The High Price Of Health Care Reform
How to contain costs.
In March, White House budget director Peter Orszag testified before the Senate Finance Committee. The prior afternoon, the Dow dropped to its worst close since April 1997. Administration officials began using the term deep recession, and trillion-dollar deficits were projected as far as the eye could see.
But Orszag focused on health care and the White House plan to contain costs. Around that time, the Council of Economic Advisors had praised the benefits of shaving 1.5% off the growth of health costs, and presidential speeches pegged America’s economic recovery to future health care savings. Since his inauguration, the president has argued that his motive for reform is to temper the rise of health costs--to “bend the curve” (Orszag’s trademark expression). Right on cue, Orszag testified: “We need to act...”
With debate beginning last week on Sen. Harry Reid’s, D-Nev., draft legislation, the White House seems to be on target, with talk of a reduction in the deficit despite an expansion of insurance coverage. As economist Paul Krugman opined in Friday’s New York Times: “For America can’t get control of its budget without controlling health care costs--and this is our last, best chance to deal with these costs in a rational way.” But, in fact, the larger problem--rising health costs--will likely worsen with these reforms. The problem doesn’t simply stem from the details of the bill, but from its philosophy.
It’s too early, of course, for any meaningful analysis of the Reid bill, but earlier bills were scrutinized. Three studies--two by the Lewin Group and one by the Centers for Medicare & Medicaid Services (a federal body)--conclude that various congressional plans would increase health spending. The estimates vary but range from $114 billion to $750 billion over the next decade. Given its structure, there is no reason to believe the “new” Reid bill will be much different.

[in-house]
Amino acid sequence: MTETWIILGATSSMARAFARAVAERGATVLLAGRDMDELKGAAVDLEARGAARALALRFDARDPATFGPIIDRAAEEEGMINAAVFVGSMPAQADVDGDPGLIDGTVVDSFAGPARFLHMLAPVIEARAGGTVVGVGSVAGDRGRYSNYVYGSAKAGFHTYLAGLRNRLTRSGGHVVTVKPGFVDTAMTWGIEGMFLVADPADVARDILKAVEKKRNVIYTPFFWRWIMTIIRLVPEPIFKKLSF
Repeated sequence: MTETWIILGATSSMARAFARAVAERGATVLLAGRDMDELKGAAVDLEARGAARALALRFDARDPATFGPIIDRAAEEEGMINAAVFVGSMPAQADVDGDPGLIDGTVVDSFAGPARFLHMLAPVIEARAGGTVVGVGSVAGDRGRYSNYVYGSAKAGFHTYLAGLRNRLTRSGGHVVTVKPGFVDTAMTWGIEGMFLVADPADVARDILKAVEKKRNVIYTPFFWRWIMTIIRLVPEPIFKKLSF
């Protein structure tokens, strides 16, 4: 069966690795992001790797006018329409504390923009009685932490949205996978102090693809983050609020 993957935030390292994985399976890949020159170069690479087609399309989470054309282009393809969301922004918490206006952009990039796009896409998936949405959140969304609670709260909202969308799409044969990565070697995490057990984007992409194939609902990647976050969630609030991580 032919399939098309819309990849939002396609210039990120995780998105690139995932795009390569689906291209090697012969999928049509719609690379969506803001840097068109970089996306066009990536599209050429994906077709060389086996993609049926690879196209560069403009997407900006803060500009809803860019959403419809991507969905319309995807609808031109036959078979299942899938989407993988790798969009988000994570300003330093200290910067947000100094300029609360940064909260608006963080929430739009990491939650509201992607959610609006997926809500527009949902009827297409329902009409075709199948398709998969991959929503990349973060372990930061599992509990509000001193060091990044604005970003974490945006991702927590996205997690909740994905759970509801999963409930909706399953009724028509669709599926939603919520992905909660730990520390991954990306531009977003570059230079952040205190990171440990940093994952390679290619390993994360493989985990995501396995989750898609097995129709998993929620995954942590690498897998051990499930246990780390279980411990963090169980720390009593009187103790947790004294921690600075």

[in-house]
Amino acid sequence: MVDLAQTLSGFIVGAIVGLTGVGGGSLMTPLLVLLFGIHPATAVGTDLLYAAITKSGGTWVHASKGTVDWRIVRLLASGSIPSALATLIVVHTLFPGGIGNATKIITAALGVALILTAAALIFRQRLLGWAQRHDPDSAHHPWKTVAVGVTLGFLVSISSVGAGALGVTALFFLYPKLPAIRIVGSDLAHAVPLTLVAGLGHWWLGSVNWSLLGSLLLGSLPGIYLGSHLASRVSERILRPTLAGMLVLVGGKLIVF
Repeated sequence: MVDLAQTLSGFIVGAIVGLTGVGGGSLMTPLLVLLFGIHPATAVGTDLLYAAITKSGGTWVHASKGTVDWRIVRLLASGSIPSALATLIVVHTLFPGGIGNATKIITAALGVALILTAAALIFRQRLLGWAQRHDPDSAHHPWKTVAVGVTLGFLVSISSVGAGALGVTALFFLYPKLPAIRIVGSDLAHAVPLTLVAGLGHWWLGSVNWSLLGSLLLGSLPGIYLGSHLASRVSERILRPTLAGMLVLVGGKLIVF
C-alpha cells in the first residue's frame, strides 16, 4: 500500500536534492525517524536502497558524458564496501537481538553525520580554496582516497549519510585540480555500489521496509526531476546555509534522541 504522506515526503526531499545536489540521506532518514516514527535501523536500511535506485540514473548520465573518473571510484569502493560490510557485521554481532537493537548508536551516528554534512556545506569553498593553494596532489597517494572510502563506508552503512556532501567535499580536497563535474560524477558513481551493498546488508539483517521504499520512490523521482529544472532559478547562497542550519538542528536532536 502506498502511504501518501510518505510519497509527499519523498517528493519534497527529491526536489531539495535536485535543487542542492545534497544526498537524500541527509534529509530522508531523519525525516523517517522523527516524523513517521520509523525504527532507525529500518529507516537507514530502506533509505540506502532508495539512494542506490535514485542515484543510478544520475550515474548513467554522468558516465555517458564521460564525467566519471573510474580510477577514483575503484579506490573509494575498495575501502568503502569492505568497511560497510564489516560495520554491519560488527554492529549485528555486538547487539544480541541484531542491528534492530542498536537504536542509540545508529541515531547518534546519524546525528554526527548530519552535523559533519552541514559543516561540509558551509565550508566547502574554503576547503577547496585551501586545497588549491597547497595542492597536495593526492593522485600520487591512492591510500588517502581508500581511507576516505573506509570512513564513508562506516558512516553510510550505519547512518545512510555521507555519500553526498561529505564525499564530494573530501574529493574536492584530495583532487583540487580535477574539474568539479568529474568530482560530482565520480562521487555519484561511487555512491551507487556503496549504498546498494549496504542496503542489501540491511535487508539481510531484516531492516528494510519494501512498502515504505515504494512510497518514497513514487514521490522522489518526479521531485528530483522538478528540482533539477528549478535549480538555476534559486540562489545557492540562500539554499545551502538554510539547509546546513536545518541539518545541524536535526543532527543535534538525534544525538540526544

Predicting future health costs is hardly an exact science, and the administration has quibbled with these numbers. But even advisers concede. MIT economist Jonathan Gruber, a White House adviser, said the tabled legislation “really doesn’t bend the cost curve,” adding the weak caveat that “relative to doing nothing, I think we are a lot closer to bending the curve”--as if the only alternative to “nothing” is a trillion-dollar program and 2,000 pages of legislation. Gruber joins many doubters. Harvard Medical School Dean Jeffrey Flier writes: “In discussions with dozens of health-care leaders and economists, I find near unanimity of opinion that, whatever its shape, the final legislation ... will markedly accelerate national health-care spending...”
There is good reason to think that these reforms would pour gasoline on the fire of health inflation: Though details differ, both the House and Senate bills would offer subsidies to millions, insist on first-dollar coverage for certain services and expand entitlements.
And there’s reason to be skeptical of the very approach. It assumes that more government management will lead to better cost control.
It’s long been established that countries with government-run health care systems have ended up with rationed care. Born and raised in Canada, I can attest to the wait lists and quality of care sufferers--witness the superiority of American cancer outcomes. But do these systems actually restrain costs? Historically the answer has been yes. Countries like Canada and Britain spend a fraction of GDP compared with the U.S. But, in recent years, government-run health care has lost control of costs. Between 2000 and 2006, the average real annual growth rate for health expenditures for OECD member countries was 4.9%; American health inflation over the same period was 4.95%.
Take Britain. Even with top-down management, the annual budget of the National Health Service rose between 5% and 10% faster than inflation through most of the decade. Britain tried to contain the surge by creating NICE--the National Institute for Health and Clinical Excellence, an agency empowered to save money by delaying or rationing “cost-ineffective” treatments. Congressional leaders hope to cut countless billions from Medicare with the same failed approach, passing tough decisions to an independent commission separate from Capitol Hill.
Unfortunately, sick patients have a funny way of ignoring tidy lines on government charts. Time and again, NICE ruled against drugs, only to find doctors and families were more persuasive than government reports. An anti-blindness drug--rejected unless patients had already lost one eye--was later approved after a public outcry; NICE dismissed a life-extending kidney drug until a PR campaign forced a reversal. American lawmakers are familiar with such reversals: Congress has often overturned Medicare cuts it enacted.
There are limits to top-down health care savings in the age of the Internet and public activism, which is why the Obama-Reid-Pelosi reforms would bend the curve up.
This piece originally appeared in Forbes
This piece originally appeared in Forbes